Language and Entrepreneurial Experience: A Hermeneutic Phenomenological Inquiry into Japanese Entrepreneurship

  • Robert Pearce

Student thesis: Doctoral ThesisPhD


In recent years, a number of Entrepreneurship Studies scholars have called attention to the prospects of a phenomenological approach to researching Entrepreneurship in context. While many current studies have focused on the lived experience of the Entrepreneur, these scholars have not yet considered the fundamental, interpretive role of language in the Entrepreneur’s experience of reality.

By utilizing the hermeneutic phenomenological methodology of Hans Georg Gadamer, this research considers the impact of language on experiential meaning and understanding.

As to explore the merits of this Gadamerian methodological approach, this research investigates the phenomena of “Entrepreneurship” as experienced through the Japanese language. Through a hermeneutic phenomenological inquiry, this qualitative study focuses on the lived experience of the so-called “KIGYOUKA” (起業家) - the Japanese “Emerging Business Specialist”. This inquiry focuses on the meaning and purpose of these experiences as interpreted by the individual. However, Gadamer’s approach not only takes into consideration these experiential interpretations, but also the historic presuppositions, biases and fore-structures embedded into language and how they inform these interpretations, understanding and experience. It is this “Meaning” that the Gadamerian hermeneutic phenomenologist is interested in, “Meaning” as regarded as the structure of our experiences.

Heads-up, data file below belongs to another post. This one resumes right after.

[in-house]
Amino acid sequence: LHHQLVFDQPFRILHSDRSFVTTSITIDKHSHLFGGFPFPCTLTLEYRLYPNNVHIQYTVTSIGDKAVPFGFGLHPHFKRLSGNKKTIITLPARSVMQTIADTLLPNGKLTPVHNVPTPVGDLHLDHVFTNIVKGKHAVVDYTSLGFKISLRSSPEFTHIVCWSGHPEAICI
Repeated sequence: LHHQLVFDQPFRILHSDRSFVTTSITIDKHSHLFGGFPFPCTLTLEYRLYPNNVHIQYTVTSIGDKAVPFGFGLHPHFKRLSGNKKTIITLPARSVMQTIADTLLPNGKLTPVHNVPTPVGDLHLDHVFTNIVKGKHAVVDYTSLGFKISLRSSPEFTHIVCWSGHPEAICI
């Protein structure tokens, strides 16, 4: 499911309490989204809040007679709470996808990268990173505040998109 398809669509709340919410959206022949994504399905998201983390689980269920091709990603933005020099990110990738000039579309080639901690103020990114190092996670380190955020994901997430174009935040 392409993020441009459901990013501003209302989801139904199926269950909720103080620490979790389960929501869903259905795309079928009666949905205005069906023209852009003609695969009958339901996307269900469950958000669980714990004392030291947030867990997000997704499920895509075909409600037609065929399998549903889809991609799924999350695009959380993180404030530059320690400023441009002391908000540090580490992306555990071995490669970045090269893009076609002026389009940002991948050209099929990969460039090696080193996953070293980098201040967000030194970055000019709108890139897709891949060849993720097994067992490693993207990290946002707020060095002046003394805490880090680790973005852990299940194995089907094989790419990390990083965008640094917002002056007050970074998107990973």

To investigate this meaning, this research considers the accounts of 22 Japanese “Entrepreneurs” (the aforementioned KIGYOUKA) regarding their lived experiences as meaningful and intentionality directed. This Gadamerian approach gains understanding of phenomena through the “hermeneutic phenomenological interview” - a collaborative, dialogical approach to qualitative research where the researcher and participant work together to explore meaning and to develop a rich understanding of the phenomena investigated.

This study seeks to inform and develop our current understandings and representations of the human Being central to Entrepreneurship studies, as experienced within specific, interpretive contexts.
Date of Award2 Nov 2022
Original languageEnglish
Awarding Institution
  • University of Bath
SupervisorDimo Dimov (Supervisor) & Mairi Maclean (Supervisor)


  • Entrepreneurship
  • Phenomenology

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